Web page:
A former San Francisco investment banker and his college friend were sentenced yesterday to 16 months in prison for their roles in an insider trading scheme involving two impending corporate mergers, announced Acting Assistant Attorney General Mythili Raman of the Justice Department’s Criminal Division and U.S. Attorney Melinda Haag of the Northern District of California.
Jauyo Lee, or “Jason Lee,” 29, of Palo Alto, Calif., and Victor Chen, 29, of Sunnyvale, Calif., both pleaded guilty on April 16, 2013, to one count of conspiracy to commit securities fraud and one count of securities fraud.
According to the plea agreements, Lee, who worked as an investment banker in the San Francisco office of Leerink Swann LLC, disclosed inside information to Chen, a friend from college, about two impending mergers involving Leerink clients. Between Aug. 26, 2009, and Sept. 5, 2009, Lee disclosed inside information to Chen about the merger of Leerink’s client, Syneron Medical Ltd., and Candela Corporation, a medical device company publicly traded on the NASDAQ stock market. Chen used the inside information to buy shares of Candela. After the merger was announced, Candela’s stock price increased more than 40 percent and Chen sold his shares for a gain of approximately $62,589.
Between June 1 and June 13 of 2010, Lee also provided Chen with inside information about the impending merger of Somanetics Corporation and a subsidiary of Covidien plc. Leerink was the lead financial advisor to Somanetics, which also was publicly traded on the NASDAQ. Chen used the inside information to buy shares and options of Somanetics. Following the merger announcement, the price of Somanetics stock increased more than 30 percent and Chen ultimately realized a profit of approximately $547,510.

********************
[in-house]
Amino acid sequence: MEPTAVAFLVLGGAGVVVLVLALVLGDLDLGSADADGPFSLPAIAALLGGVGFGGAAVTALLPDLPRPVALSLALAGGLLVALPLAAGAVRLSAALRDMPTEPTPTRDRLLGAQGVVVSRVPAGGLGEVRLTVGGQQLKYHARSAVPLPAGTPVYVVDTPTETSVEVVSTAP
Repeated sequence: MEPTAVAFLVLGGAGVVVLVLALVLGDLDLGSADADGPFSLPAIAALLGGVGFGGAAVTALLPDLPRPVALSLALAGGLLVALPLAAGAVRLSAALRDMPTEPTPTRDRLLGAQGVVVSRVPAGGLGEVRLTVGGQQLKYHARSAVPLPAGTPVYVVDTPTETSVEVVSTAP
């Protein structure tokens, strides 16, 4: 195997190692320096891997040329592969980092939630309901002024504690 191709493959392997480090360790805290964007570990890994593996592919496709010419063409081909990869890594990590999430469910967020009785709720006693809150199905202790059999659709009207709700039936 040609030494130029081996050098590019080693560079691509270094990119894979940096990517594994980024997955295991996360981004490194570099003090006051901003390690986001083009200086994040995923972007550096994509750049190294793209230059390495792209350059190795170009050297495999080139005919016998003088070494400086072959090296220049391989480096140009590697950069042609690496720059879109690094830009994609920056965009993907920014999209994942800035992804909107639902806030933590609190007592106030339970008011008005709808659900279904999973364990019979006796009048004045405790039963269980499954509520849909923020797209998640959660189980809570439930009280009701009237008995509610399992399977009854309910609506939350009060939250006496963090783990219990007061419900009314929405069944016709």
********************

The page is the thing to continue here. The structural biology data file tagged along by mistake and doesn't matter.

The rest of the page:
Lee and Chen were charged in a criminal information on March 21, 2013.
The sentence was handed down by U.S. District Judge Richard G. Seeborg of the Northern District of California. Judge Seeborg also sentenced Lee and Chen each to a two-year period of supervised release and ordered that restitution and forfeiture be considered at a subsequent hearing. Chen paid $610,099 in forfeiture prior to sentencing.
This case was investigated by the FBI with substantial assistance from the Chicago Regional Office of the U.S. Securities and Exchange Commission. It is being prosecuted by Assistant U.S. Attorney Robert S. Leach and Trial Attorney Brian R. Young of the Criminal Division's Fraud Section with the assistance of Rayneisha Booth and Mary Mallory.
This prosecution is part of efforts underway by President Obama's Financial Fraud Enforcement Task Force (FFETF), which was created in November 2009 to wage an aggressive, coordinated and proactive effort to investigate and prosecute financial crimes. With more than 20 federal agencies, 94 U.S. Attorneys’ Offices and state and local partners, it’s the broadest coalition of law enforcement, investigatory and regulatory agencies ever assembled to combat fraud. Since its formation, the task force has made great strides in facilitating increased investigation and prosecution of financial crimes; enhancing coordination and cooperation among federal, state and local authorities; addressing discrimination in the lending and financial markets and conducting outreach to the public, victims, financial institutions and other organizations. Over the past three fiscal years, the Justice Department has filed more than 10,000 financial fraud cases against nearly 15,000 defendants including more than 2,700 mortgage fraud defendants. For more information on the task force, visit www.stopfraud.gov.